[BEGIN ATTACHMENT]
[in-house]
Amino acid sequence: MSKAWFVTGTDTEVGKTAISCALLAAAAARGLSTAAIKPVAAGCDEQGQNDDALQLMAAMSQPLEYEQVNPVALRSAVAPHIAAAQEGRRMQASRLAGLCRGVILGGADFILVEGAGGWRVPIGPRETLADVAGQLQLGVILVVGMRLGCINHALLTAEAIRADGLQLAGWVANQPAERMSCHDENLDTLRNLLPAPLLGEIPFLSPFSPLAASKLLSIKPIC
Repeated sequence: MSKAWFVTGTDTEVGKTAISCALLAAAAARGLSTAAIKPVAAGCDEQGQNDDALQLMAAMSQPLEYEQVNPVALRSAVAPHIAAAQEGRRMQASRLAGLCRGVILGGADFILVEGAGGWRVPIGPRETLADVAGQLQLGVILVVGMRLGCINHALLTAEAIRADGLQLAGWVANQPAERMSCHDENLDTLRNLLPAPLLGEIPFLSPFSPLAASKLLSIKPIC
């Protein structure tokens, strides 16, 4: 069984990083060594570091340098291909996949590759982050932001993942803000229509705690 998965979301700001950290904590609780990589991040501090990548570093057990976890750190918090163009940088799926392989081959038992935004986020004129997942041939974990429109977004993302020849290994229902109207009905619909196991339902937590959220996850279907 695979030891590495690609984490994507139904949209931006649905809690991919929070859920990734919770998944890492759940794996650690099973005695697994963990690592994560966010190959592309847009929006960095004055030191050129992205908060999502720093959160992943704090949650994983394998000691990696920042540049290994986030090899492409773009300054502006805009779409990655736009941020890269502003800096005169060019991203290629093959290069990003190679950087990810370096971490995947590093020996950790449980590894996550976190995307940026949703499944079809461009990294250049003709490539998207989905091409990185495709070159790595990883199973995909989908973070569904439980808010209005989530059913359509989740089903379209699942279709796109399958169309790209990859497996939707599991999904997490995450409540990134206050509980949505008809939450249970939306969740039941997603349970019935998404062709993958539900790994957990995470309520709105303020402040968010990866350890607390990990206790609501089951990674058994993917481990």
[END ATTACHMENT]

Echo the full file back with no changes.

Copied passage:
[in-house]
Amino acid sequence: MSKAWFVTGTDTEVGKTAISCALLAAAAARGLSTAAIKPVAAGCDEQGQNDDALQLMAAMSQPLEYEQVNPVALRSAVAPHIAAAQEGRRMQASRLAGLCRGVILGGADFILVEGAGGWRVPIGPRETLADVAGQLQLGVILVVGMRLGCINHALLTAEAIRADGLQLAGWVANQPAERMSCHDENLDTLRNLLPAPLLGEIPFLSPFSPLAASKLLSIKPIC
Repeated sequence: MSKAWFVTGTDTEVGKTAISCALLAAAAARGLSTAAIKPVAAGCDEQGQNDDALQLMAAMSQPLEYEQVNPVALRSAVAPHIAAAQEGRRMQASRLAGLCRGVILGGADFILVEGAGGWRVPIGPRETLADVAGQLQLGVILVVGMRLGCINHALLTAEAIRADGLQLAGWVANQPAERMSCHDENLDTLRNLLPAPLLGEIPFLSPFSPLAASKLLSIKPIC
């Protein structure tokens, strides 16, 4: 069984990083060594570091340098291909996949590759982050932001993942803000229509705690 998965979301700001950290904590609780990589991040501090990548570093057990976890750190918090163009940088799926392989081959038992935004986020004129997942041939974990429109977004993302020849290994229902109207009905619909196991339902937590959220996850279907 695979030891590495690609984490994507139904949209931006649905809690991919929070859920990734919770998944890492759940794996650690099973005695697994963990690592994560966010190959592309847009929006960095004055030191050129992205908060999502720093959160992943704090949650994983394998000691990696920042540049290994986030090899492409773009300054502006805009779409990655736009941020890269502003800096005169060019991203290629093959290069990003190679950087990810370096971490995947590093020996950790449980590894996550976190995307940026949703499944079809461009990294250049003709490539998207989905091409990185495709070159790595990883199973995909989908973070569904439980808010209005989530059913359509989740089903379209699942279709796109399958169309790209990859497996939707599991999904997490995450409540990134206050509980949505008809939450249970939306969740039941997603349970019935998404062709993958539900790994957990995470309520709105303020402040968010990866350890607390990990206790609501089951990674058994993917481990």